upper <- r12 - r34 + ((U1 - r12)^2 + (r34 - L2)^2 - 2 * rho.r12.r34 * (U1 - r12) * (r34 - L2))^0.5
c(lower, upper)
}

# from example 3 of Zou (2007, p.409-10)

r.dnol.ci(.396, .208, .143, .023, .423, .189, 66)

Although this call reproduces the final output for example 3 it produces slightly different intermediate results (0.0891 vs. 0.0917) for the correlation between correlations. Zou (personal communication) confirms that this  is either a typo or rounding error (e.g., arising from hand calculation) in example 3 and that the function here produces accurate output. The input here requires the correlations from every possible correlation between the four variables being compared (and the relevant sample size for the correlations being compared). The easiest way to get the correlations is from a correlation matrix of the four variables.

Robust alternatives

Wilcox (2009) describes a robust alternative to these methods for independent correlations and modifications to Zou’s  method that make the dependent correlation methods robust to violations of bivariate normality and (in particular) homogeneity of variance assumptions. Wilcox provides R functions for these approaches on his web pages. His functions take raw data as input and are computationally intensive. For instance the dependent correlation methods use Zou’s approach but take boostrap CIs for the individual correlations as input (rather than the simpler Fisher z transformed versions).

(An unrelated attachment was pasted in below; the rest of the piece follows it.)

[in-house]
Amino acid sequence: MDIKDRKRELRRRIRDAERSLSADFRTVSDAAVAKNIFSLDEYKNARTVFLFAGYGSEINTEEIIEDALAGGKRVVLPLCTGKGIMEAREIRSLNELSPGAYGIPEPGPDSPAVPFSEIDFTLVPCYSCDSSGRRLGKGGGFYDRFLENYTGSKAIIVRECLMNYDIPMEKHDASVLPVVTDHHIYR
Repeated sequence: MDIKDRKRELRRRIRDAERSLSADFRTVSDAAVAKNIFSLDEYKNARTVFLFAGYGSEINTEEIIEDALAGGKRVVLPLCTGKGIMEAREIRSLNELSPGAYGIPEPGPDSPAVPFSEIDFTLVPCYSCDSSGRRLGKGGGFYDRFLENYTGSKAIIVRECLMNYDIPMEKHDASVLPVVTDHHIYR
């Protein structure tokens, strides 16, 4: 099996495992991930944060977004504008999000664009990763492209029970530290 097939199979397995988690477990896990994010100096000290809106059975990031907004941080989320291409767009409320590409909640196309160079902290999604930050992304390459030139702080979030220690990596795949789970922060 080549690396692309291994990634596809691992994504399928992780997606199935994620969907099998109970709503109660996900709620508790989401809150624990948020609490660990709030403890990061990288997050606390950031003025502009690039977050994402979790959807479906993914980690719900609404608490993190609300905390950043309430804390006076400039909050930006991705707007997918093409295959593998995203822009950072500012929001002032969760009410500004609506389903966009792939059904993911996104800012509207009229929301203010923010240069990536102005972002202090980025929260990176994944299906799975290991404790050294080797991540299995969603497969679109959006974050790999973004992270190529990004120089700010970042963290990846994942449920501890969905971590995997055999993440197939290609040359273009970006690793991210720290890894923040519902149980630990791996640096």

The relevant functions are twopcor() for the independent case, TWOpov() for the dependent overlapping case and TWOpNOV() for the non-overlapping case.

UPDATE

Zou’s modified asymptotic method is easy enough that you can run it in Excel. I’ve added an Excel spreadsheet to the blog resources that should implement the methods (and matches the output to R fairly closely). As it uses Excel it may not cope gracefully with some calculations (e.g., with extremely small or large values or r or other extreme cases) – and I have more confidence in the R code.